Supporting literacy for vocational learners
This case study focuses on Emma, a student in the level two Beauty Therapy class. She left school with 6 GCSE’s (neither of them English or maths) and went into work until the age of 23 when she decided to go back to college to study beauty therapy. During the initial assessment stages it became apparent that Emma struggled with some of her literacy skills. ‘Literacy covers the ability to: speak, listen and respond, read and comprehend, write to communicate.’ (The Adult literacy core curriculum, 2001). Writing to communicate appeared to be the area she was particually struggling with. After previously carrying out her level one at another college, she enrolled on the Level 2 full time Beauty Therapy course at my current further education institution. The first stage in any enrolment of the course (after application) is for the students to come in for an interview. Emma is confident while speaking and did not struggle with any communication skills and was enrolled onto the course. The second stage of the initial assessment process is undertaken after the student has been enrolled and during the first two weeks of the course. The students are given small tasks to complete. These are carried at home and during directed work exercises during class hours. One of the exercises is a research task designed to assess reading and writing skills. This exercise also allows the tutor to assess if the student is capable of keeping to deadlines, their research skills and the motivation of the student. The content of the research which Emma undertook was sound and she was able to answer oral questions on the subject. However the written part of the task was not up to the standard needed with many spelling mistakes and sentences with poor construction. This was also mirrored in the assignment which the students were set to undertake at home. The course is a vocational course, however strong literacy skills are needed from the students as this what is required when the student goes into industry. A Fresh Start (1999) states that adult learners ‘the ability to read, write and speak in English and to use mathematics at a level necessary to function at work and in society in general.’
The main call from employers is that the students will need to be able to record down personal details of clients correctly, as well as treatment details. These need to be of a high standard that the information could be read and understood by another therapist. This is particularly important when it comes to medical details and previous treatment details so consistency can be achieved in treatments across the business. As a level 2 course it is a key factor to employers that the students come out of the course competent in basic areas, particularly communication skills as this is a key part of the job and has a high impact on employability. This is reflected by the Quality Improvement Agency (2008) ‘It is now recognised that good literacy, numeracy language and ICT skills are critical, not just to the achievement of level 2 and higher levels of accreditation, but also to efficient performance within the work place.’ When the assignments were discussed with Emma, she agreed that writing was an area she didn’t feel confident in, and that as much as she was confident in her reading ability she struggled to transfer it to the assignments without directly copying from the resource she was working from. From this discussion it was decided that we would do some further assessment with Emma in the form of practice consultations to assess if her skills directly related to the beauty therapy industry needed improving. Her communication during the consultations was very comprehensive but the written record was not reflecting the knowledge gained from the client.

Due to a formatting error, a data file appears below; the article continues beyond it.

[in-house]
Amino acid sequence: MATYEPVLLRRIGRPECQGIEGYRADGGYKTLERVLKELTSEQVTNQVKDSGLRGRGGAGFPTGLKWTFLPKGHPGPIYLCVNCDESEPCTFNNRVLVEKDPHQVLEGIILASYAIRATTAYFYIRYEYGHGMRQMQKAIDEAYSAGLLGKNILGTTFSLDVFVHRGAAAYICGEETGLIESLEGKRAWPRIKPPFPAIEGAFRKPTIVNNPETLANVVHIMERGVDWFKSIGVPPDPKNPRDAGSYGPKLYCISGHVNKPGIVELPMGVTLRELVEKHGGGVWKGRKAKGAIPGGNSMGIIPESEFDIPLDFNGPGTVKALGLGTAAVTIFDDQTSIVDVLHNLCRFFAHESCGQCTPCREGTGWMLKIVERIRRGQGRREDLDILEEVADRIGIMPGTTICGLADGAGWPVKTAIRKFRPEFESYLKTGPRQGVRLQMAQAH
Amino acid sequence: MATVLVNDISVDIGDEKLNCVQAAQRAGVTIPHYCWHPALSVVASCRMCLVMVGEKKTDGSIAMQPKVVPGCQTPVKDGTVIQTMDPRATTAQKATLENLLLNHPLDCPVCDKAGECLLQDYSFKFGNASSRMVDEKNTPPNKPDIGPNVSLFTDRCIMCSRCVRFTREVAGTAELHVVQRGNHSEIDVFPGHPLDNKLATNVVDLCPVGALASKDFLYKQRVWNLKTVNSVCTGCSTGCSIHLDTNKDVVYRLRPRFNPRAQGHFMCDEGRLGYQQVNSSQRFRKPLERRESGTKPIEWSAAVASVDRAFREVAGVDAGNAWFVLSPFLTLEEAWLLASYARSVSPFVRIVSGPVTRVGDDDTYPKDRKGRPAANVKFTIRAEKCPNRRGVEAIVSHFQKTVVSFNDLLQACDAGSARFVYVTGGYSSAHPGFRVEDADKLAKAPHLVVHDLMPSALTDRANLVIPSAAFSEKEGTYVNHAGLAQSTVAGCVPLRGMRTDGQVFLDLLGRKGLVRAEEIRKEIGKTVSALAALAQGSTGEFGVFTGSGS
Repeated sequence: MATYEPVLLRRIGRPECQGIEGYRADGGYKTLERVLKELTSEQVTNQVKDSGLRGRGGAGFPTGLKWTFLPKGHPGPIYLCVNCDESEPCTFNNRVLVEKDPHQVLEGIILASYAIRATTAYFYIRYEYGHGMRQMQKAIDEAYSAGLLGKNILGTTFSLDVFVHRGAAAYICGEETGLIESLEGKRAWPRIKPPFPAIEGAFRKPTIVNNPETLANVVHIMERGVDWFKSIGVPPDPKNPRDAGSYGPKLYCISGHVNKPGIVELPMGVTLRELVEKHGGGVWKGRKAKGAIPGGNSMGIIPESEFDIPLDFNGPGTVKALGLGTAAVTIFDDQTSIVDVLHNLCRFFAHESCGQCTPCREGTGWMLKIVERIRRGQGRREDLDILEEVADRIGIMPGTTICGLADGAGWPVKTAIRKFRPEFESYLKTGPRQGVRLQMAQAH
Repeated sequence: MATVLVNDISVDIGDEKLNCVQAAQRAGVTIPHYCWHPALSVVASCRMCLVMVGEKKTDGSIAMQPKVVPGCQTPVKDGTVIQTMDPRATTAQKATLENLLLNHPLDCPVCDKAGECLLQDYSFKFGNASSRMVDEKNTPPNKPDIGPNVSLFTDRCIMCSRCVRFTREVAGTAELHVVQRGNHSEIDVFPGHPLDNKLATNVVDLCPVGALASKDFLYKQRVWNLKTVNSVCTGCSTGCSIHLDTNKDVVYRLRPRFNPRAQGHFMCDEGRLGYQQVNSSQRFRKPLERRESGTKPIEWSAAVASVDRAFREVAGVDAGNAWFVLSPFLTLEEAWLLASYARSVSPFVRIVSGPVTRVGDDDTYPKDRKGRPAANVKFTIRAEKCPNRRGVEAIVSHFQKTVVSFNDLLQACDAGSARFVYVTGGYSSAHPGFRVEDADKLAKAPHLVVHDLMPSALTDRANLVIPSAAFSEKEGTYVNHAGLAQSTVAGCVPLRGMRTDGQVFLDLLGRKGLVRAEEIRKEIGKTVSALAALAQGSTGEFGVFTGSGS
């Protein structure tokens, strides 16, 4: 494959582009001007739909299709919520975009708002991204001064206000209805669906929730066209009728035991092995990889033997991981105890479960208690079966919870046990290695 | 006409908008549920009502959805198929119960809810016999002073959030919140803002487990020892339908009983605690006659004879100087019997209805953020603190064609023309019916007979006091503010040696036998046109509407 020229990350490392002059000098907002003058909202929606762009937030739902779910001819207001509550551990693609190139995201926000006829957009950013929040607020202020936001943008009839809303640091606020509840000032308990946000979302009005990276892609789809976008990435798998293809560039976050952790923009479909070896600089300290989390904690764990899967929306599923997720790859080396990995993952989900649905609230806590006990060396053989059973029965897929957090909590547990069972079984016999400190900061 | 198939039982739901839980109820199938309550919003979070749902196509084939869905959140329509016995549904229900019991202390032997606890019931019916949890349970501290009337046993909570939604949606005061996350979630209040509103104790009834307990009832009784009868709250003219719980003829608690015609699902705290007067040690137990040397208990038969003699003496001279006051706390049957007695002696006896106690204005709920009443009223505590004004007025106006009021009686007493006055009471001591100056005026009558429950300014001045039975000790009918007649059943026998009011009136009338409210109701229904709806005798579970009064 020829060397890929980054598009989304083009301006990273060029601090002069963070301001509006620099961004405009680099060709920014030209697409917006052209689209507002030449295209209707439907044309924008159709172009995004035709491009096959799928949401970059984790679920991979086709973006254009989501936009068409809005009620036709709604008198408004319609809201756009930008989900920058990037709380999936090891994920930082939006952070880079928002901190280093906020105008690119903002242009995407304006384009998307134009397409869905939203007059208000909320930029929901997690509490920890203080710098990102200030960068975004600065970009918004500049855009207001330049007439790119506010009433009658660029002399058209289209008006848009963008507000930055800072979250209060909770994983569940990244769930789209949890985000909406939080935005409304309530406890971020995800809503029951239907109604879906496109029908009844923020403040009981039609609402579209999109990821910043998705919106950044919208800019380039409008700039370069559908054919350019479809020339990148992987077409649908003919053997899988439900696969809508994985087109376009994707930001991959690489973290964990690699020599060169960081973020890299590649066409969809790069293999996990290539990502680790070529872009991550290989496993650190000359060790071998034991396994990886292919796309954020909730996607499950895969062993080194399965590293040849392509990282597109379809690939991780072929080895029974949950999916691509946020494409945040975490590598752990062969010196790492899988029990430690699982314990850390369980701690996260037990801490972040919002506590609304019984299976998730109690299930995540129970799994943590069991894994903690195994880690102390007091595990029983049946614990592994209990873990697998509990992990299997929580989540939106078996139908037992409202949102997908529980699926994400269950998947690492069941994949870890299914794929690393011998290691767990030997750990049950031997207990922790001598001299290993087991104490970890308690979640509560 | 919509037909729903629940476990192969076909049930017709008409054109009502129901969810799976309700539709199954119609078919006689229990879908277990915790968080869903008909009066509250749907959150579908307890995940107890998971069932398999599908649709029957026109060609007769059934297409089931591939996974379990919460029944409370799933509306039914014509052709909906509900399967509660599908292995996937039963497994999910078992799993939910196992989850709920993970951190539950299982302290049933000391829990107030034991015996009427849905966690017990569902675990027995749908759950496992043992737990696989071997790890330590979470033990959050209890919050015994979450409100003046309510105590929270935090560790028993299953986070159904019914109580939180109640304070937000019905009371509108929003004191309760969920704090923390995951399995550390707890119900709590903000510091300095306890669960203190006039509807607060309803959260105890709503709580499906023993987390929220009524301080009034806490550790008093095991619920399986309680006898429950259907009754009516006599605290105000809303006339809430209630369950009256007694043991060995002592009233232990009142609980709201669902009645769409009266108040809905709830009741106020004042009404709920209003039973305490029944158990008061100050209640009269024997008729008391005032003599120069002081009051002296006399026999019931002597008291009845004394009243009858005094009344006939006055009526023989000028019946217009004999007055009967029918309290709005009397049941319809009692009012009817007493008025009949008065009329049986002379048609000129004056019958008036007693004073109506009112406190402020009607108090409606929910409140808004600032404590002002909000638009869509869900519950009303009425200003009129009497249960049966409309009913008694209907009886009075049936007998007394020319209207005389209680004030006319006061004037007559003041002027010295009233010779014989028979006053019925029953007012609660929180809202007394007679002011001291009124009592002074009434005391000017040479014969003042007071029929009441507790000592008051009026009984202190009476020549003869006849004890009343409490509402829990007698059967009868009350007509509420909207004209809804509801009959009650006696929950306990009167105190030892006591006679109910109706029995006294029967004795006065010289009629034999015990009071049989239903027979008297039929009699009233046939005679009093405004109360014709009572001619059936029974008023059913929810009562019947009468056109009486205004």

Emma was referred to the literacy specialist within the school. After liaison between Emma, the tutor and the literacy specialist, it was decided that she...
Bibliography: reference list
A Fresh Start: Improving literacy and numeracy. The report of the Working Group chaired by Sir Claus Moser (1999), Department for Education and Employment (DfEE). (Accessed 26/1/2014)
Casey, H., Cara, O. et al (2006) ‘You wouldn 't expect a maths teacher to teach plastering…” Embedding literacy, language and numeracy in post-16 vocational programmes – the impact on learning and achievement’ National Research and Development Centre for Adult Literacy and Numeracy (NRDC) (Accessed 24/1/2014)
Skills for life, raising standards; A contextual guide to support success in literacy numeracy and ESOL provision, Embedded learning. The Quality improvement agency (2008). (Accessed 26/1/2014)
http://archive.excellencegateway.org.uk/pdf/Raising%20Standards%20Guide%20Embedded%20learning.pdf (Accessed 26/1/2014)
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